KELLY: Let me ask you -- I will give you the floor. Congressman Nunes came on "Special Report" yesterday and suggested there was no lull in the fighting, which would be worse for the administration given the story it's been telling us. Let's listen to him.
(BEGIN VIDEO CLIP, "SPECIAL REPORT")
CHRIS WALLACE, GUEST HOST: Is that your impression of what happened? There were two separate attacks with an hours-long lull in between?
REP. DEVIN NUNES, R-CALIF.: Well, there is conflicting testimony. I will tell you that I believe the survivors.
WALLACE: And the survivors tell you that it was more constant?
NUNES: I don't think it ever stopped.
(END VIDEO CLIP)
KELLY: Why are you guys disagreeing?
ROGERS: Well, you, you're a former attorney, sometimes someone can see the same event and see three different things. The good news is we have the transcripts. We'll sit down next week, go over all the transcripts and we filled in all the gaps. That's why this part of it was so important. You're a recovering attorney yourself. You have to establish the record so you have things to compare with.
So that's really why this was a very, very important part of a very long investigation at least on the intelligence side of it. And by the way, we have done more hearings than anything else in intelligence since the Benghazi attack. This has been a serious effort.
KELLY: Strange to hear two guys from the same party --
ROGERS: I understand that.
KELLY: Let me ask you this. There is a lot I want to cover with you and we don't have a lot of time. There is an allegation that the CIA operatives were forced, asked, whatever, to sign nondisclosure agreements, confidentiality agreements. The accusation is that would be highly unusual for them to be asked because the CIA guys have to sign it at the beginning of their employment. There is no reason to turn around and ask them to sign that again. The suggestion is they were asked to do it at the memorial service for the guys who died in the Benghazi terror attacks. At the memorial they say, hey, can you sign another one, and they did it. Is that true?
ROGERS: It appears they did sign a nondisclosure agreement and they returned to the agency. There are three people interviewed, four that had to sign nondisclosure agreements. There is an explanation for all but one. That's certainly something that came out in the hearings here. We're have to go back and ask further questions on. You have to remember these folks are dispersed all over the world. Administrative things they have to do when there is a change in their agreement. There are rule requirements that they have to sign another one.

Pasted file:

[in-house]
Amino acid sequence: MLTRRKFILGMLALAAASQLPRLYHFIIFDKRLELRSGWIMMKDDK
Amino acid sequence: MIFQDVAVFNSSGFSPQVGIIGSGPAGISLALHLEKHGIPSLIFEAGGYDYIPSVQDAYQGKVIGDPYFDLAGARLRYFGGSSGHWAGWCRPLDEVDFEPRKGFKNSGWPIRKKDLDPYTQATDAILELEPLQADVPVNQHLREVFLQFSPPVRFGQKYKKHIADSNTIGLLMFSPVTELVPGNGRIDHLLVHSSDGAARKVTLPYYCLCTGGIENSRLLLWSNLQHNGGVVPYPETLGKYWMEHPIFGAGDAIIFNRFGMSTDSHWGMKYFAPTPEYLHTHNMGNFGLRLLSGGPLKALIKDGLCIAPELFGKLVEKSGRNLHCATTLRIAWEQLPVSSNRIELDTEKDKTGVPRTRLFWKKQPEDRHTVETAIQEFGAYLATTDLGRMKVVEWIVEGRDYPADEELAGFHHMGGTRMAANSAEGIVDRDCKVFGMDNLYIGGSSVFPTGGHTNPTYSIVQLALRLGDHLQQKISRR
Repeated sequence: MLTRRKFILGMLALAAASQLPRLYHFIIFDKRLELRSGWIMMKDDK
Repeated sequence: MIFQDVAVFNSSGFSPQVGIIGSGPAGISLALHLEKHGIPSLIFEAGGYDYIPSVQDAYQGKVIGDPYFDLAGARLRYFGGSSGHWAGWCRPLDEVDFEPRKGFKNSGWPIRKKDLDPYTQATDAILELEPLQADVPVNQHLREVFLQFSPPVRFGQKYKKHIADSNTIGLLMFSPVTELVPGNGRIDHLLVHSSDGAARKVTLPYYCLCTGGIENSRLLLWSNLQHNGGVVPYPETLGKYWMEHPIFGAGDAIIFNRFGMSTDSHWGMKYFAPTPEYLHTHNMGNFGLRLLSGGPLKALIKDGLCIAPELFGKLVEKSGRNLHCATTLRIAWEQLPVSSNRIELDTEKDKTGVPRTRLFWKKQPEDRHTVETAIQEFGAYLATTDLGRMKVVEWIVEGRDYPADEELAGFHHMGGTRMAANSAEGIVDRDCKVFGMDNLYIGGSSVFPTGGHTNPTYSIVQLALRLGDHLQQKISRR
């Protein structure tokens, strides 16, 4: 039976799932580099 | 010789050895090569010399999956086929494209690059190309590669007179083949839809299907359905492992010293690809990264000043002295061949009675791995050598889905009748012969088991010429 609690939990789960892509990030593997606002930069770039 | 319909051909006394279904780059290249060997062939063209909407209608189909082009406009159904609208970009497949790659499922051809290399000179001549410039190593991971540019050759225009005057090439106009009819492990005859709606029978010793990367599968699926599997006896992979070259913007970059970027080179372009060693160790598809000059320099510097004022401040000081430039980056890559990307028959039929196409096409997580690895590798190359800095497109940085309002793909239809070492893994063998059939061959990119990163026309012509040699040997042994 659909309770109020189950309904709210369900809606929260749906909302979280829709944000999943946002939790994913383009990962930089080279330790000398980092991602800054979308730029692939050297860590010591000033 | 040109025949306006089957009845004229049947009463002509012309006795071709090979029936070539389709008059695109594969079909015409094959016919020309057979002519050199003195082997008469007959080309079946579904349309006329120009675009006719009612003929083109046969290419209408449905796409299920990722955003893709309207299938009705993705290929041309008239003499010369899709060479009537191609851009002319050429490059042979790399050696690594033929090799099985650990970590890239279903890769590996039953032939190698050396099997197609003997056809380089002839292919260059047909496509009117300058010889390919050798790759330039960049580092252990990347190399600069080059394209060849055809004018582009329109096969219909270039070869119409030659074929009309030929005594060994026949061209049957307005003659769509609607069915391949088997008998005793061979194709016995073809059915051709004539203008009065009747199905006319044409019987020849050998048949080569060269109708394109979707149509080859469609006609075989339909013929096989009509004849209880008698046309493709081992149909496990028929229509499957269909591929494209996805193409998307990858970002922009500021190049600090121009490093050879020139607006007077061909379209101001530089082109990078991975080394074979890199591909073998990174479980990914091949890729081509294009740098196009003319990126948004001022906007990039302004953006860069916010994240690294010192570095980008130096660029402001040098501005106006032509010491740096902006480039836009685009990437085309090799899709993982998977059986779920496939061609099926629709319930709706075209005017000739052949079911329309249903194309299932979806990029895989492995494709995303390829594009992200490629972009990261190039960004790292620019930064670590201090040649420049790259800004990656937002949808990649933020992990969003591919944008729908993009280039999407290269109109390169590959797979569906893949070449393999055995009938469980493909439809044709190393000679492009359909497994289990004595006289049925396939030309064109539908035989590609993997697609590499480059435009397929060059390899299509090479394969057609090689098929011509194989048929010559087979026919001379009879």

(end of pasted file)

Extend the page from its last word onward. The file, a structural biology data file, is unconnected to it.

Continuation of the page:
KELLY: Mr. Chairman, come on.
ROGERS: I'm just saying --
KELLY: They come back the day of the Benghazi memorial service with nondisclosures already in place. They are asked to sign one? It doesn't pass the smell test.
ROGERS: No, it doesn't. Unfortunately there are reasons to sign it but also it doesn't pass the smell test on the day they came back. That's the one discrepancy out of the testimony that will require further probing by the committee. As a matter of fact, we had meetings subsequent to that on that issue.
Let me tell you one thing that gets missed in this. We spent a lot of time on the time frame and a few minutes difference between the team leaders on the ground and maybe the guys on the ground. Then we spent a whole year worried about that eight, nine, ten, 15 minutes. We'll spend time -- and the nondisclosure agreement is a substantive issue. Here's the problem. The agency folks on the ground told the State Department people on the ground, if you guys behave the way you do now, you are going to die here in Benghazi.
That's a problem. So, they knew it. They requested up through the State Department for additional both armament and additional security services that was denied. Here's the other thing that came out of this I thought we need to get to the bottom of this. There was a posting of a threat in the area, nonspecific, that the agency personnel received leading up to the event.